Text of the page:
Diprotic Molecules with Two Different Ion Pair Partitionings

Niflumic acid partitions into octanol as a neutral species, an anion, and a cation [8]. Solution of Eq. (19) for three-log P case of a diprotic molecule produces the complicated equation log D = log (A0 +A,+ A2) (29)


Eq. (29) is illustrated with the examples niflumic acid in Fig. 13a, nitrazepam in Fig. 13b, buprenorphine in Fig. 13c, and quinine in Fig. 13 d. Niflumic acid and quinine also illustrate the effect of salt on the partitioning of ions.




Buprenorphine.HCl (23°C. 0.1SM KCl)

Buprenorphine.HCl (23°C. 0.1SM KCl)



Figure 13. Lipophilicity profiles for diprotic substances illustrating the partitioning of two ion pairs along with the neutral species, (a) Niflumic acid lipophilicity plots at 0.15 m NaCl (upper curve) and 0.03M NaCl (lower curve). The curve levels off below pH 2 because the cation partitions into octanol; the curve levels off for pH > 8 because the anion partitions into octanol. For 0.15 M : log P(XH,+) 3.20, log P(XH) 3.88, log P(X) 1.23; for 0.03M : 2.48, 3.71, 0.44. (b) Nitrazepam cation (log P 1.21), neutral (2.38), and anion (0.64) species octanol/water partitioning, (c) Buprenorphine cation (0.09), neutral (4.82), and anion (2.69) partitioning (d) Quinine lipophilicity profiles. At 0.155 m KC1, log P(X) 3.47, log P(XH+) 0.87; at 0.005 m KC1, log P(X) 3.43, log P(XH+) 0.00, log P(XH22+) -0.21.

7.3.10 Macro-pA"a, Micro-pA',,, and Zwitterions

In certain types of molecule it is possible that chemically (or stereochemically) different species of the same stoichiometric composition are formed. The pH-metric titration technique cannot distinguish between such tautomeric species. In such cases the determined pKa is a composite constant, a "macroconstant". The thermodynamic experiment is a "proton counting" technique. It cannot identify the site in the molecule the proton comes from. It can only be said that a proton emerges from somewhere in the molecule. On the other hand, "microconstants" are characteristic of individual species, of which there may be more than one with the same composition.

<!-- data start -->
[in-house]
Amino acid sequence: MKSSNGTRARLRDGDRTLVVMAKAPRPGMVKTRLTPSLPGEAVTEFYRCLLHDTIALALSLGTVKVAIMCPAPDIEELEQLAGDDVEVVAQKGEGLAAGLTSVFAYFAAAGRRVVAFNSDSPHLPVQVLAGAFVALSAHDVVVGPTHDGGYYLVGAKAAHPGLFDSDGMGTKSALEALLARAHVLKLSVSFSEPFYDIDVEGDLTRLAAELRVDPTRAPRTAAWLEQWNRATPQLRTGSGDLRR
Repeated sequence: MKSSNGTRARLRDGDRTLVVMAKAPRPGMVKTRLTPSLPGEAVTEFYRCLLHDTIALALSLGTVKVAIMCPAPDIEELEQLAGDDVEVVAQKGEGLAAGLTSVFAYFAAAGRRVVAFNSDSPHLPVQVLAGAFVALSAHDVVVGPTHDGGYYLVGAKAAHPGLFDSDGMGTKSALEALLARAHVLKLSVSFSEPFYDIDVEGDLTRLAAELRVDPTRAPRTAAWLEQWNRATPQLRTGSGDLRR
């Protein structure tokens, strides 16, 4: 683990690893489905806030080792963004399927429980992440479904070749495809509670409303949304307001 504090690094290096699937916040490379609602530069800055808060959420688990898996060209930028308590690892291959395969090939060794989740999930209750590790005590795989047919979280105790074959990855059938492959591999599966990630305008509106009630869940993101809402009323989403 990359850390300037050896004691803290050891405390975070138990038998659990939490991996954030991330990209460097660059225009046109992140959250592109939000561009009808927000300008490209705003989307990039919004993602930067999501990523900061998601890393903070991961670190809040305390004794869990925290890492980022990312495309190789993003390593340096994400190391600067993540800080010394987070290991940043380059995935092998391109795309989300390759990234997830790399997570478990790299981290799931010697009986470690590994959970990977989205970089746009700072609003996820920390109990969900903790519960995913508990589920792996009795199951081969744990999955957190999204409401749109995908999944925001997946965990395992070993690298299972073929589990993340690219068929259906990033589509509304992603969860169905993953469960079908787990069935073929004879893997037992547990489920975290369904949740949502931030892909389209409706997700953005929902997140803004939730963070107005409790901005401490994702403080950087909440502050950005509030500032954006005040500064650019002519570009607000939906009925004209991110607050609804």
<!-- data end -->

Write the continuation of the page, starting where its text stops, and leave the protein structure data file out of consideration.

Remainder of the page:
We will use lowercase k for microconstants and uppercase K for macroconstants. (Unfortunately the lower case k is standard notation for rate constants. In the present context there should be no confusion.) Fig: 14 shows microconstant and macroconstant schemes for a diprotic molecule undergoing tautomerization; niflumic acid would be an example of such a molecule [8]. Fig. 14 is labeled with proton formation constants K and k, rather than proton dissociation constants K,,. The two types of constants are inversely related: log Ki = pKa2 and log K2 = pKal. The use of formation constants simplifies the form of the derived relationships between micro- and macroconstants.

The tautomeric constant is defined as

= Icf / k° = k2° / kr where the microconstants are defined in terms of the quotients kz = [XH] / [XH°]

microconstants zwitterion



union/zed ma c ro constant s

0 0

Post a comment